The Court of Appeal did not find any merit in the ground of appeal that suggested that the trial Commercial Court did not have jurisdiction to hear the matter. The Court said,

 “Counsel dedicated ten pages of his written submissions on this issue and a further 4 pages of his reply to it. As a result of this counsel for the Respondent also went on at length in response. As interesting as the arguments of counsel may sound, they lack merit and should not take much of this courts time and effort in disposing of it.”After a brief analysis the Court concluded,

“In deciding the issue of jurisdiction I have not found it necessary to determine the question of whether the present action is in the nature of a landlord tenancy matter   or a commercial matter properly so called. I am satisfied that whatever the nature of the case before the trial commercial court, even though it may have been more conveniently dealt with in another division of the High Court, the said trial court had jurisdiction to hear it, This ground of appeal lacks merit and so fails”.

The Court of Appeal treated the other grounds of appeal under the omnibus ground “Judgment is against the weight of evidence” and proceeded, as required by Rule 8(1) of the Court of Appeal rules 1997, C.I. 19, to review the whole evidence and pronounce on whether the conclusions of the trial judge are borne out by the evidence.

As indicated earlier, the whole of the case for the defence collapsed when the trial judge decided that the exhibit A, which was the irrevocable agreement was accepted as the foundation of the contract between the parties. When that document was admitted into evidence over the protestations of the defendant, the trial High Court judge had sealed the fate of the defendant. So before the Court of Appeal, the appellant argued vehemently for the exclusion of the said exhibit. The Court of Appeal subjected the document to relevancy and admissibility test by reviewing Part IV of the Evidence Act with special emphasis on Section 51(2), and Sections 32 (1), (2), (3) and (6) of the Stamp Duty Act 2005, Act 689.

Section 32(6) of the Stamp Duty Act 2005, Act 689 provides as follows,

 “Except as expressly provided in this section, an instrument (a) executed in Ghana: or (b) executed outside Ghana but relating to property situate or to any matter or thing done or to be done in Ghana- shall except in criminal proceedings, not be given in evidence unless it is stamped in accordance with the law in force at the time when it was first executed.”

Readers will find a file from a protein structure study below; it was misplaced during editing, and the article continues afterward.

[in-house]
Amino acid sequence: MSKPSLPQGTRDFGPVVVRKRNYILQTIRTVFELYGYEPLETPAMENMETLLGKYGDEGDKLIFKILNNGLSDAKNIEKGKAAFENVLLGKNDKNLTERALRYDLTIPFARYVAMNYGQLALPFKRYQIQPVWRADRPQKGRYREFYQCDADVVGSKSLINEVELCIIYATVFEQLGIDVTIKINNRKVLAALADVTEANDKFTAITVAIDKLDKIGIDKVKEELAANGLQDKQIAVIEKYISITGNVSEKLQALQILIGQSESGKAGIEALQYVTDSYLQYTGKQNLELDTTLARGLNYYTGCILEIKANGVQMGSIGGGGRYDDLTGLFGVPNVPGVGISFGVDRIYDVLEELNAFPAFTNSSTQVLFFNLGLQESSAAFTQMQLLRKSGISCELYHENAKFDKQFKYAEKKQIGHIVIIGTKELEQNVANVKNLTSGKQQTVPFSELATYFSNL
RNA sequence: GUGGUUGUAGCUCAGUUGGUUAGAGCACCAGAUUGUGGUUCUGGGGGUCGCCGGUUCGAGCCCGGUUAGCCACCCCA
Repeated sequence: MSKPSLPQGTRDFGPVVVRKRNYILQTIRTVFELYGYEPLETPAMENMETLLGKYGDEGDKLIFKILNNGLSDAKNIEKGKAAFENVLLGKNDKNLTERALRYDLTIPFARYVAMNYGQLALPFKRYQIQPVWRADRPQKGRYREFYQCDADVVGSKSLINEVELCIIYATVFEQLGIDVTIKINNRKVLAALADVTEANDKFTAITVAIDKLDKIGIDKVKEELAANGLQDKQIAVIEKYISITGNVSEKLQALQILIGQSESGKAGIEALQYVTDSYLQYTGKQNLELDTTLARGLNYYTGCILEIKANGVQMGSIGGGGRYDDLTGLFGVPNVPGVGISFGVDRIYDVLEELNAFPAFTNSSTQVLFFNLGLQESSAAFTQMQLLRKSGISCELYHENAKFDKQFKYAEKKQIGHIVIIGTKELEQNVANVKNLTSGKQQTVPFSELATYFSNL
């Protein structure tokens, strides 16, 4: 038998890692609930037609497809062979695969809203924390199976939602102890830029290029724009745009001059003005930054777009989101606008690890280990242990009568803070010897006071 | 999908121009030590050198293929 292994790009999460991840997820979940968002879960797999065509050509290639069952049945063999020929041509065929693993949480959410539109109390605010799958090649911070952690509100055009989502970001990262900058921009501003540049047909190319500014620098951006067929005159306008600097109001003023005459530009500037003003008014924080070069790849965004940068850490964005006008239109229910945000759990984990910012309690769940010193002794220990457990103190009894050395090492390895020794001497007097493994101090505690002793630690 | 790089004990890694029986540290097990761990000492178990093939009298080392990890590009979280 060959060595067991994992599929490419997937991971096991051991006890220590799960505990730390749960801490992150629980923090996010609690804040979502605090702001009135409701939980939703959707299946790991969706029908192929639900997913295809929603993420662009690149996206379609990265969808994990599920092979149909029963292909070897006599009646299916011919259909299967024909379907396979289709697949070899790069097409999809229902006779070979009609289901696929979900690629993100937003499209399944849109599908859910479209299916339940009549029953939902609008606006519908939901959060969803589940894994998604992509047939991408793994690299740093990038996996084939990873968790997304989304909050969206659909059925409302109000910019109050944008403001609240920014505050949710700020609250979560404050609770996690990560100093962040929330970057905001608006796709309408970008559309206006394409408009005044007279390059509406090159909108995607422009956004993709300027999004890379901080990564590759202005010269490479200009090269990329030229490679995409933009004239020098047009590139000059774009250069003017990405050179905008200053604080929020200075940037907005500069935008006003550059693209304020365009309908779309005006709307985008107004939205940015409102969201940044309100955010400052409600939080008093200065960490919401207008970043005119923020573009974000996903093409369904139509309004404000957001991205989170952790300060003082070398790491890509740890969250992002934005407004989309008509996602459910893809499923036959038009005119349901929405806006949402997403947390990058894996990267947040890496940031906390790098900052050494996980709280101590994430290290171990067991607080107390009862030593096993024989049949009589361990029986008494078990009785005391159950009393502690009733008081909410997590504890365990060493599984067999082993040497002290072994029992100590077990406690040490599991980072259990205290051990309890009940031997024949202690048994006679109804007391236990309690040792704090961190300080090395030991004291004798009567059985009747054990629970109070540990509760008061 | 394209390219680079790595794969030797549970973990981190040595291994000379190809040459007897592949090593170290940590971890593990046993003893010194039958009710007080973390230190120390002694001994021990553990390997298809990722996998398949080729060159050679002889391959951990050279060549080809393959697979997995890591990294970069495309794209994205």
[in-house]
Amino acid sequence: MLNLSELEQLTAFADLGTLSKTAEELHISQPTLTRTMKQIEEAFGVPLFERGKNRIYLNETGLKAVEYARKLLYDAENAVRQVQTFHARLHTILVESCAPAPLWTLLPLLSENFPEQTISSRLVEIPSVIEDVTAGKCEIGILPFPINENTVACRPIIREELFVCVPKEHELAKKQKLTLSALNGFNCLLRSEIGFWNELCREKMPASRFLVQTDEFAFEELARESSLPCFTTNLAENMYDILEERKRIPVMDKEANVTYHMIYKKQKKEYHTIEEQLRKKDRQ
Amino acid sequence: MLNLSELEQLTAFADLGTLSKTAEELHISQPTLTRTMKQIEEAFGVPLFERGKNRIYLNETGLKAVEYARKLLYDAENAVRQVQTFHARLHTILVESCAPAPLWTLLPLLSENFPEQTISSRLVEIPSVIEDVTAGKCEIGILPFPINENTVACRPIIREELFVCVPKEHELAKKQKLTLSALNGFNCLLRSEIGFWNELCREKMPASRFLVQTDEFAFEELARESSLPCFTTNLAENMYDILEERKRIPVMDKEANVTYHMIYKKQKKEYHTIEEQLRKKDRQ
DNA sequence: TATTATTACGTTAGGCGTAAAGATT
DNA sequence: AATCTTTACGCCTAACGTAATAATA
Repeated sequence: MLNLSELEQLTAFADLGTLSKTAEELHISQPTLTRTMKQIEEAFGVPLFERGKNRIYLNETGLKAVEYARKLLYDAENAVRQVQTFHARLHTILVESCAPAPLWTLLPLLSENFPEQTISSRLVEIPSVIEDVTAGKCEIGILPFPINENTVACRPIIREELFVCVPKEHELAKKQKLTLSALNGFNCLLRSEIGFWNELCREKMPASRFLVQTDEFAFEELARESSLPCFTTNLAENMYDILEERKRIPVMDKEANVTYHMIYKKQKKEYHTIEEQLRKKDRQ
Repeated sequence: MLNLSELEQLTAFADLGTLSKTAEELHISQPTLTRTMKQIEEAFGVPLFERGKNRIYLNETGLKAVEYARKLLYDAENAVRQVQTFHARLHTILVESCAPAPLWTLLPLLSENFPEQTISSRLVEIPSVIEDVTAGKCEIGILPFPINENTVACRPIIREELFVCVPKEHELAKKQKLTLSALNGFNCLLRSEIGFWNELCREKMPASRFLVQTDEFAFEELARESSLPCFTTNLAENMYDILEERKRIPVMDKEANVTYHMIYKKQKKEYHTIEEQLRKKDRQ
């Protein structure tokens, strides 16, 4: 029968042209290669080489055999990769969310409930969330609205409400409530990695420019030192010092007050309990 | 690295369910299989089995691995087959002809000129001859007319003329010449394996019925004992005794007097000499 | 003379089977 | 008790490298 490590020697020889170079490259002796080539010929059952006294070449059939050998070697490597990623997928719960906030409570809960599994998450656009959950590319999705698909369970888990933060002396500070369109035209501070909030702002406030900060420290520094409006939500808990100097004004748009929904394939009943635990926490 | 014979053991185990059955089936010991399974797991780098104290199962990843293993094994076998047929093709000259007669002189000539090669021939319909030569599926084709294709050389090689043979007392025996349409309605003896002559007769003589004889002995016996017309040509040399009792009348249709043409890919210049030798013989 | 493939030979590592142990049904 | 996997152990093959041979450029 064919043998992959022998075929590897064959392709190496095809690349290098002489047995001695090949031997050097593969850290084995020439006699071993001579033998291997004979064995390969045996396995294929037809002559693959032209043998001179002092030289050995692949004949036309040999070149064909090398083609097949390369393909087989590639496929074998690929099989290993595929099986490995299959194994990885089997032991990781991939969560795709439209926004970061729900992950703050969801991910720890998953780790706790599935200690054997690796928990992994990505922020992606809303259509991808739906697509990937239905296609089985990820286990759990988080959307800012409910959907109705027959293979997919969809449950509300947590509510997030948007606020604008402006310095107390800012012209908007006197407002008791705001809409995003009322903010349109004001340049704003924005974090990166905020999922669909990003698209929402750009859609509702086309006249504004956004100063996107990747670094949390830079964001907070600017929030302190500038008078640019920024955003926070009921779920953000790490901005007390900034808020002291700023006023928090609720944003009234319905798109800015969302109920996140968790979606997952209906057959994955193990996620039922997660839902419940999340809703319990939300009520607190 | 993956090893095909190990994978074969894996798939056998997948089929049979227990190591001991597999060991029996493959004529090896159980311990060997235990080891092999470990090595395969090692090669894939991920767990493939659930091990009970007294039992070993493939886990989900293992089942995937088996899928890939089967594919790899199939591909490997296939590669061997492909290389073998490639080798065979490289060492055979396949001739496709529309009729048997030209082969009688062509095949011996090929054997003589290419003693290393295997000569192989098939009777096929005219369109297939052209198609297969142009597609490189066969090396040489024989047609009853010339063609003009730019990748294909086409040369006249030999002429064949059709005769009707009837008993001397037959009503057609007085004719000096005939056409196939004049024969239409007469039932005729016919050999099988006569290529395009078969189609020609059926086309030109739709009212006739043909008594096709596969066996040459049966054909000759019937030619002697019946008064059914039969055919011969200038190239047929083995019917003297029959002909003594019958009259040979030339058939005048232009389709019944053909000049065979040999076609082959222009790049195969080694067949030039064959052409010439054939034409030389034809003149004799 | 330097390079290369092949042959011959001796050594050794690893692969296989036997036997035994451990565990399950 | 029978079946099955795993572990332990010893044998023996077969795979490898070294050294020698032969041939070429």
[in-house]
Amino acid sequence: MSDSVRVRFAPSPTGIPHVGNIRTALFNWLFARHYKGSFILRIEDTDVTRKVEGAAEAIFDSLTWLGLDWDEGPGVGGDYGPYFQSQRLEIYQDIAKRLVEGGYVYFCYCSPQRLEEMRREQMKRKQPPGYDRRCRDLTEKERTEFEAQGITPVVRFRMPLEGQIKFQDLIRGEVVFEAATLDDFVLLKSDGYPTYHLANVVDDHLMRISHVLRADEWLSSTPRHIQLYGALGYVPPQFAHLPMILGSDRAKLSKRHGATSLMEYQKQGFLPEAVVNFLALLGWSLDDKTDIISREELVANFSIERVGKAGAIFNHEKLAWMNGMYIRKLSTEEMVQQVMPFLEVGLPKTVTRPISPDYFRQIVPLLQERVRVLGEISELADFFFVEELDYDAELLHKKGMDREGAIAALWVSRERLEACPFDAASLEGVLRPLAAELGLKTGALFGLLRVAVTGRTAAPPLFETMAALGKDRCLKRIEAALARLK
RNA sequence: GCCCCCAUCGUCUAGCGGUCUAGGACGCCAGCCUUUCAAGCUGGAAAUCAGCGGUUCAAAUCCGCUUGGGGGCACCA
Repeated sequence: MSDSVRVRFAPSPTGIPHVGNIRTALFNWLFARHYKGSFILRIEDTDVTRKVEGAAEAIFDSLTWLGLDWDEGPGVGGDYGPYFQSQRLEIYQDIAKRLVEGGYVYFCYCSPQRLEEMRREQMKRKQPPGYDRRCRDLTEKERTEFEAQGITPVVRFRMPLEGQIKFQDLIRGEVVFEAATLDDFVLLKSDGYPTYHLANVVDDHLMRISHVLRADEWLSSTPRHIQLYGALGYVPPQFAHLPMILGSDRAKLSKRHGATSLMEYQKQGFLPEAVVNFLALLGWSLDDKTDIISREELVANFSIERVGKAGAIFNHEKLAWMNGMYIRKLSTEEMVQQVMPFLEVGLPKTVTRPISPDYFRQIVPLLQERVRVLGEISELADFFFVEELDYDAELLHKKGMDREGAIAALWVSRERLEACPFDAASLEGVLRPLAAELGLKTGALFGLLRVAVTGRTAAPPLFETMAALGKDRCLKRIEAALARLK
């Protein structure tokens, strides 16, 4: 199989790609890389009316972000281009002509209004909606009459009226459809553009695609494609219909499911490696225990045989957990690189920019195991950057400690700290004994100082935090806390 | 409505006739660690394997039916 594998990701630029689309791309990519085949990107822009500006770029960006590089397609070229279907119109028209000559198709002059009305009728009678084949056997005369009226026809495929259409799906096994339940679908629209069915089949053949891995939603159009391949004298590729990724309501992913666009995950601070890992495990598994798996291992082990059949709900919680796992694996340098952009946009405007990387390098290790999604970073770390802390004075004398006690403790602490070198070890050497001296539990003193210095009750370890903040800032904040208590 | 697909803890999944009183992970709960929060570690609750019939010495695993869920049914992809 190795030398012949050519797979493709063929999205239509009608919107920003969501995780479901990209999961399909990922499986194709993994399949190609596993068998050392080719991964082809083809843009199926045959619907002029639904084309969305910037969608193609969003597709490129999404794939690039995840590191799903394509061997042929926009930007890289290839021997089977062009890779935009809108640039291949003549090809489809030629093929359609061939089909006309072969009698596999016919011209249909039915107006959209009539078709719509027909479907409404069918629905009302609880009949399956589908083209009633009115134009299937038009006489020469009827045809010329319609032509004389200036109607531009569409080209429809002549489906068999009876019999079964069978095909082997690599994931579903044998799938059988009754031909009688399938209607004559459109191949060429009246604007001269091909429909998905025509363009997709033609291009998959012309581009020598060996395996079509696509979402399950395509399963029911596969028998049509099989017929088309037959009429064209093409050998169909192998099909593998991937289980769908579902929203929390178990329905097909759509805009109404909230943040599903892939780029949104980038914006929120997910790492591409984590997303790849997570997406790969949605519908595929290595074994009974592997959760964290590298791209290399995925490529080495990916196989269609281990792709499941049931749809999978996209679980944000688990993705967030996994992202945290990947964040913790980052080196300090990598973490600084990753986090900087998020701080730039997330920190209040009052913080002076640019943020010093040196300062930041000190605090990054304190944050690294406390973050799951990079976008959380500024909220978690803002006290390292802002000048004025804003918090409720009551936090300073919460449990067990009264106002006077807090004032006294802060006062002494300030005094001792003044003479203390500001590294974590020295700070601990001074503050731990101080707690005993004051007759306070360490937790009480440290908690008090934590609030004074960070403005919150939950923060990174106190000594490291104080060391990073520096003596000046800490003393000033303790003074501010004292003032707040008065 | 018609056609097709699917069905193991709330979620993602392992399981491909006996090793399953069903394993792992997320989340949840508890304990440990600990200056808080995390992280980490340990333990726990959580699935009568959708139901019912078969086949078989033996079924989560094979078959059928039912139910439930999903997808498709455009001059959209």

The Court of Appeal was of the opinion, and rightly so in our view, that, Sub section (6) covered documents such as exhibit A which was tendered by the plaintiff and which actually formed the basis of the trial judge’s judgment. That document was not stamped at the time it was admitted and remains unstamped till today. Relying on the case of Lizori Ltd v. Boye & School of Domestic Science & Catering [2013-2014] 2 SCGLR 889, the Court of Appeal ruled that exhibit A was inadmissible and same ought to have been thrown away, saying

“It is clear from all this that Exhihibit A in this case, being unstamped ought not to have been admitted into evidence by the trial court even if no objection was raised by the defendant. It is hereby excluded.”

This is what was said of an unstamped document in the Lizori Ltd case,

“The provisions in section 32 of Act 6989 are clear. Either the document has been stamped and appropriate duty paid in accordance with the law in force at the time it was executed or it should not be admitted in evidence. There is no discretion to admit it in the first place and ask any party to pay the duty and penalty after judgment.”

The exclusion of exhibit A notwithstanding, the Court of Appeal was of the view that there was sufficient evidence from other sources to justify the trial judge’s finding that there was an agreement to store the containers on the plaintiffs premises at a fee of 200 dollars a day per container.  Save for a slight twitch in the quantum of money awarded, the court of appeal virtually confirmed the reasoning and conclusions of the trial high court judge. Being dissatisfied, the defendant has appealed to us on the following grounds.

GROUNDS OF APPEAL

  1. Having rightly excluded from the evidence the irrevocable undertaking, Exhibit “A” purportedly executed between the parties herein, the learned justices of the Court of Appeal erred in their finding that the parties herein entered into an agreement for the storage of the containers at US$200 per each container per day.

 

  1. The learned justices of the Court of Appeal erred in awarding the plaintiff rent of US$200 per each container per day from 13th January ,2009 to 31st December, 2012 notwithstanding abundant evidence on record that plaintiff earlier on refused to allow the defendant to remove the said containers.

 

  1. The learned justice of the Court of Appeal erred in holding that the trial court had jurisdiction to hear and determine the matter.

 

  1. Judgment is against the weight of evidence.
  2. The appeal having been allowed in part, the costs of Gh₵5,000 awarded to the plaintiff by the Court of Appeal was unjustified and unwarranted by law.

Additional grounds of appeal will be filed on receipt of record. No additional grounds have been filed before us.